You can lead a cat to water… but you can’t make it drink. Sound familiar?
This can be a really tricky business for a lot of cats – it’s something of a Goldilocks approach in finding out what suits yours. As cats are very susceptible to water infections, struvite stones and various kidney related problems that stem from dehydration – making sure your cat is drinking enough is vital in ensuring that they live a long, happy (and lower vet-bill related) life.
Over my years as a cat sitter, I’ve collected information about weird drinking habits, and thought it might be helpful to share! So here’s a brief summary of things that have worked for the cats that I have met along the way;
- Try placing water bowls in a completely separate area, away from the food bowls and away from the litter tray. We have a bowl on the mantelpiece and the cats queue up in a line to drink from it. The thinking here is based on how cats may behave in the wild; either the “peace at the water hole” theory – or, that food found near to a water source could contaminate the water and therefore be unsuitable to drink from.
- Use a ceramic/glass bowl for water. Plastic bowls can often change the taste of water – as well as harbouring bacteria if there are any scratches or dents on the surface.
- Some cats prefer ‘day old’ water – we’ve all seen our cats head straight outside to drink from puddles despite our best efforts!…
- … but clean water is best – and messy eaters will need their bowls changed sometimes twice per day.
- Experiment with different shapes and sizes of bowls. Some cats prefer shallow dishes like glass casserole lids, others prefer to drink from something deeper like a cereal bowl – depending on how they use their tongue to lap it up. We have a huge dog bowl because we find the cats’ whiskers get ‘twitchy’ if they’re trying to drink from a smaller bowl and their whiskers hit the sides.
- Consider offering your cat a glass to drink from. I have a lot of customers who put glasses of water on windowsills (after realising their cats would drink from their bedside tables during the night!). Maybe they like to be able to drink from something more like a deep pool of water.
- A lot of cats prefer to drink straight from the tap – and I’m often asked to facilitate this when I’m looking after cats! – but this can be difficult to make sure your cat gets enough liquid if you’re not always in the house to keep the tap running… aaand a lot of people aren’t that keen on the hygiene side of things. Hence you could try…
- …different types of pet water fountains. There are so many different types available – but the running water can stimulate interest. Make sure to fully empty and wash regularly and replace the filters as these fountains can too often get forgotten and attract insects.
- Cook them some chicken broth – simply place raw chicken (no salt or added flavourings) in the bottom of a small saucepan, cover with cold water and bring to the boil. Cover and turn down the heat to a simmer. Two chicken breasts will usually cook in about 15-20 minutes – just make sure they’re not pink in the centre. Chicken thighs can be tastier and cheaper – but make sure to never feed your cat cooked bones. Once the chicken is cooked, remove from the pan and slice up as a treat for you or your cat. Once the remaining ‘broth’ has cooled you can serve some to your cat. This can also be a good way of stimulating a poorly cat’s appetite.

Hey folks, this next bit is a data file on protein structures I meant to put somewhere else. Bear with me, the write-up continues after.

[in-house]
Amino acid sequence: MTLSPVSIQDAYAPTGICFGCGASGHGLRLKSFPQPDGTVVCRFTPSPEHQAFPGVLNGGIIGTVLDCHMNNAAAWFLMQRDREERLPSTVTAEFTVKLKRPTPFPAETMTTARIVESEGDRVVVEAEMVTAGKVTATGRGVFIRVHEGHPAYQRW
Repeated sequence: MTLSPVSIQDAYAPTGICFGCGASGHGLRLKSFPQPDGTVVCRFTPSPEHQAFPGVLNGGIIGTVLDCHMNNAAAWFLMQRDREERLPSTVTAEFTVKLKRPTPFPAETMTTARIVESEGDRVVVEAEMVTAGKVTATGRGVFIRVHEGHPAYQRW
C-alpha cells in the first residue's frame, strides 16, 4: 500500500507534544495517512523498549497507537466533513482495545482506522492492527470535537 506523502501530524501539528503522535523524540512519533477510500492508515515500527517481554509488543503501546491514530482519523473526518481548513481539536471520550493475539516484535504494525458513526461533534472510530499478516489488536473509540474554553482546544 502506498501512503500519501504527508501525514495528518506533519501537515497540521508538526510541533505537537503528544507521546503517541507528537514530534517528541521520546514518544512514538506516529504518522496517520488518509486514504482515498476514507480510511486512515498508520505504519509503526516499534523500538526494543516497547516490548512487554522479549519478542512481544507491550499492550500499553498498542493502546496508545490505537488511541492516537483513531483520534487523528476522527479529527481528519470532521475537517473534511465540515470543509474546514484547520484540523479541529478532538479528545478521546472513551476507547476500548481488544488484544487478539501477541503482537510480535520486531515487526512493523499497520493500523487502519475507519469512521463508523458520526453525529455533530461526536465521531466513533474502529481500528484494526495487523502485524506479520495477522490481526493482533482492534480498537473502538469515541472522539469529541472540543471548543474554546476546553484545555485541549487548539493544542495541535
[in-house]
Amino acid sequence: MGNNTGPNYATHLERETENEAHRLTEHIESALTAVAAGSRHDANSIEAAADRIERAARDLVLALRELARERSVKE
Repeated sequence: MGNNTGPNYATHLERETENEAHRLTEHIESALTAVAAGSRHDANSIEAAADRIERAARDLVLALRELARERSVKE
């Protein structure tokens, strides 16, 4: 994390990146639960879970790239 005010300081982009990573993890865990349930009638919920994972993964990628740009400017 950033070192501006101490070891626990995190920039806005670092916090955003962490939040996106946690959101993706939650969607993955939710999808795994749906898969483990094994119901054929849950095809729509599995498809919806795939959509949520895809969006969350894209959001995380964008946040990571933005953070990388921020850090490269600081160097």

- Switch to a special urinary diet. This could either be wet food with a high moisture content or specially formulated recipe – or dry food that encourages drinking (e.g. Royal Canin Urinary High Dilution).
- The dry food vs wet food debate is possibly the most contentious amongst cat owners – second to the outdoor/indoor cat question! I’ll come back to the merits of each another time. In relation to cats’ drinking habits a lot of theory is linked to the fact that a cat’s natural prey e.g. a mouse would be roughly 70-80% water. Wet food is usually within that range but dry food is roughly 10%. Dry food has been linked to bladder issues and renal failure because cats can struggle to drink enough water to combat dehydration when on an all dry diet.
- See if your cats prefer filtered tap water – they may like the taste better, especially if you’re in a hard water area.
- Lactose free “cat milk” can encourage your cats to drink, and the lactulose it contains can make cats thirsty. Please beware that cat milk can often cause tummy problems, which in turn can lead to dehydration!
- If you give your cat the occasional treat of tuna, you could also give them a small amount of the ‘tuna water’ (make sure to go for tuna in fresh spring water as opposed to oil or brine) and add water to that. Be careful with ‘human’ tuna as it’s not nutrionally complete for cats and you have to be aware of the mercury levels in their diet. Some cats can become very fussy if they have too much tuna – and start refusing their normal meals!
- Simply adding a few tablespoons of water to wet food and mixing it in can help.
- Try putting the bowl on top of a thick book (like the argos catalogue) if elderly cats are struggling to bend down quite so low… or splash out on a fancy feeding station if you’re feeling particularly lavish.
- Always ask your vet if you’re concerned about your cat’s hydration levels. They’ll be able to advise you on the best course of action – and explain what signs you’d need to watch out for – such as dry/sticky rather than moist gums, or the ‘pinch test’ to measure elasticity.
So there we are. Now you’ve tried all of those… you’ll suddenly start worrying, “is my cat drinking too much water?” I told you! It’s the goldilocks principle at work!
If you have any more suggestions – I would love to know.
(The Cat Whiskerer, South Shields and Sunderland pet sitter)